Government is an information-intensive enterprise with a legal obligation to create and maintain huge volumes of public records. Motor vehicle records are a case in point. Paperwork problems exist in part because these records are caught up in processes that are often antiquated, slow, error prone, and expensive.
Document imaging and work flow management systems merge several technologies to convert paper documents to electronic images. They offer both operational and financial benefits. Document imaging systems, however, are expensive to implement, and they nearly always require extensive analysis, business process reengineering, and organizational change.
This first project of the Center for Technology in Government demonstrated document imaging and work flow solutions in a particular government application, the vehicle title operation at the New York State Department of Motor Vehicles. The project was completed in 1993 and produced a prototype application of a portion of the title issuance operation at DMV. The project answered many technical, managerial, and organizational questions. The project also involved demonstrations and presentations to more than thirty-five other government agencies and generated important lessons about imaging and work flow.
Vehicle titles are issued in New York State under provisions of the Uniform Vehicle Certificate of Title Act. At the time of the project, the process for issuing titles was largely paper-bound. Between 1970 and 1990, the number of titles issued annually by the New York State Department of Motor Vehicles (DMV) had increased more than 400%, from 660,000 to over 3.7 million. Along with other factors, this growth in volume led to waiting times of up to 120 days to process a title application. The resulting inconvenience to customers received executive and legislative attention. A 1990 DMV study to resolve these problems recommended that the agency explore a computerized image transaction processing system to improve service.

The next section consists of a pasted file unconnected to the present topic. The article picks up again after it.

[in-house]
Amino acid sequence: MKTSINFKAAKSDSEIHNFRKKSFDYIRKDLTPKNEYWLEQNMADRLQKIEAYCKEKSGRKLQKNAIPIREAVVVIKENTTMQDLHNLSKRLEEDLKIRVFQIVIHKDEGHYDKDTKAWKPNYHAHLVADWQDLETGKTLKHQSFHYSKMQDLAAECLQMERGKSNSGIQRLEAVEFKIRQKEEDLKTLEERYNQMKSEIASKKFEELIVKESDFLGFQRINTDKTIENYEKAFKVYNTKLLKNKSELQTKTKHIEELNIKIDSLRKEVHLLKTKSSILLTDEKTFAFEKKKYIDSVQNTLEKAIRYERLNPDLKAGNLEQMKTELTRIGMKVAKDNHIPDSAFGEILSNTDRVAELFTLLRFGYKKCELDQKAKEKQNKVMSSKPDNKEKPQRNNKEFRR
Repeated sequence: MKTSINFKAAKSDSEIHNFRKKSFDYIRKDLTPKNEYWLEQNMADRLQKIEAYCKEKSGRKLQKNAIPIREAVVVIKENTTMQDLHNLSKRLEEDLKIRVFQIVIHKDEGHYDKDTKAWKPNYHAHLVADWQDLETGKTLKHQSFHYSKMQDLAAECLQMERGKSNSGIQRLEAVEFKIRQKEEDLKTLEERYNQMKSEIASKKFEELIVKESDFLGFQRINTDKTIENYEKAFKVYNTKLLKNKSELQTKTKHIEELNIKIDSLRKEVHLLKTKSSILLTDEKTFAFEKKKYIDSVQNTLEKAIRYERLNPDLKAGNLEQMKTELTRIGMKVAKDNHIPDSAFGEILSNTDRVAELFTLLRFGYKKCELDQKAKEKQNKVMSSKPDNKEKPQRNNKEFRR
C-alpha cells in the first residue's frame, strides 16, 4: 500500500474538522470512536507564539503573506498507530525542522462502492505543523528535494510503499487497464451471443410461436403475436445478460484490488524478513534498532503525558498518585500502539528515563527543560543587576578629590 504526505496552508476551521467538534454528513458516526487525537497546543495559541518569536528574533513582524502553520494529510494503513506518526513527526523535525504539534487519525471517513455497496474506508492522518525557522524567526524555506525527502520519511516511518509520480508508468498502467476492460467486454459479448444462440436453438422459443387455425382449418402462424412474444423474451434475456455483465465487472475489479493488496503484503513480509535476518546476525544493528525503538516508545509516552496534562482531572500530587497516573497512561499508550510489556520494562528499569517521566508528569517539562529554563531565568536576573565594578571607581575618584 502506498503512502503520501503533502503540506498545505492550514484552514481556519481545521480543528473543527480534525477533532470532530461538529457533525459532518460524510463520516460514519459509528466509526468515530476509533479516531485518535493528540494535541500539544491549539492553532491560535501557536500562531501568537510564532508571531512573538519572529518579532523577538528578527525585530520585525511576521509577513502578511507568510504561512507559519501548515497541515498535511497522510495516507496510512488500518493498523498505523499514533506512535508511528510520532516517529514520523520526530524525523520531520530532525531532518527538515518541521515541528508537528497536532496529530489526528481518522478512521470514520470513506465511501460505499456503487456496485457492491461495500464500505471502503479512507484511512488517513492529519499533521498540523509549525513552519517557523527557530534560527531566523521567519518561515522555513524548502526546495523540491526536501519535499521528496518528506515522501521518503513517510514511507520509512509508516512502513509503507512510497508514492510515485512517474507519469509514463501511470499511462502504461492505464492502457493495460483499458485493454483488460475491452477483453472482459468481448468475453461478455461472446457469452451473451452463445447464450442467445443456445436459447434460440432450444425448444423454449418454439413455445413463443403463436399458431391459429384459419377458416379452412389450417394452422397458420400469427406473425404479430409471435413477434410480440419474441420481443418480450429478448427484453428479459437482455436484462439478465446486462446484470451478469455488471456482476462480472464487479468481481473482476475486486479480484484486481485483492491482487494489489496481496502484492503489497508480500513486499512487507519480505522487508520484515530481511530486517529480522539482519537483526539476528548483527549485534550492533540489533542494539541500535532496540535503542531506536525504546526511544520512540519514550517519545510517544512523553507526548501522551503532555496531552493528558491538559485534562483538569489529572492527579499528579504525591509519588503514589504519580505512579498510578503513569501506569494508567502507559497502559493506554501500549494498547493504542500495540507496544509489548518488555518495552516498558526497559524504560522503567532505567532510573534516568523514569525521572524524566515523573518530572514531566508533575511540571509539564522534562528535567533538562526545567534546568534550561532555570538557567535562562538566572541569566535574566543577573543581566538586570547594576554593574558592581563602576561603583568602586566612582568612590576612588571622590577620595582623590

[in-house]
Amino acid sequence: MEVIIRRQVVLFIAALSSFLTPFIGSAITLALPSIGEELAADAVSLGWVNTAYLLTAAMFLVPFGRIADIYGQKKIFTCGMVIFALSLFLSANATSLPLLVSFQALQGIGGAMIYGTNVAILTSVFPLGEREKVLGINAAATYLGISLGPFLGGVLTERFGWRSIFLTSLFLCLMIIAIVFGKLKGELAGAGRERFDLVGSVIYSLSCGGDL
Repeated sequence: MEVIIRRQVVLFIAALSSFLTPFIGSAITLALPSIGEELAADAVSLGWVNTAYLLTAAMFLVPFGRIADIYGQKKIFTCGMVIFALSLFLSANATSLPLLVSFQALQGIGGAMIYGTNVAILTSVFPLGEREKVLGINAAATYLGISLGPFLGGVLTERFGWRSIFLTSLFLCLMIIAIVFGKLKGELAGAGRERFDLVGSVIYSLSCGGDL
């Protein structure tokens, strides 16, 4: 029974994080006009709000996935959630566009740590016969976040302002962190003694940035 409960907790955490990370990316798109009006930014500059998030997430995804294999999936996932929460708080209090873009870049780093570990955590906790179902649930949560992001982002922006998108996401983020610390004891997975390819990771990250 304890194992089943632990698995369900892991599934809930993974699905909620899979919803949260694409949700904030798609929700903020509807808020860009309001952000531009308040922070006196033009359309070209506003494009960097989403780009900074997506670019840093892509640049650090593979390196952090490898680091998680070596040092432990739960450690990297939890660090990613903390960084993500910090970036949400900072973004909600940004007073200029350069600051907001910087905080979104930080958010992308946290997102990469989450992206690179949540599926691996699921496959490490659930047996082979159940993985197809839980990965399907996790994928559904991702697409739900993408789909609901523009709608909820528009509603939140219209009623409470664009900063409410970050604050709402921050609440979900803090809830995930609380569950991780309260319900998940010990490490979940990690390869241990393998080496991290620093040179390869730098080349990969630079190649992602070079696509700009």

The objectives of this project were therefore to:
To accomplish these objectives, the project team installed a basic imaging system at the Center for Technology in Government and developed a prototype application supporting the processing of requests for duplicate titles at DMV. The prototype allowed the team to investigate work flow software and its ability to facilitate business process reengineering, to demonstrate an interactive connection between this new application and the DMV mainframe, and to investigate ancillary technologies such as optical character recognition (OCR) and rapid prototyping tools.
The title imaging prototype is no longer operational, but descriptions of the design and requirements are included in the project report, Title Imaging Project with NYS Department of Motor Vehicles.
The following broader lessons of the project are of value to any government agency considering workflow and imaging technologies:
This project was supported entirely by the in-kind contribution of professional services, hardware, software, and communications provided by the NYS Department of Motor Vehicles; University at Albany faculty, staff, and students; and five corporate partners, led by AT&T Global Information Solutions.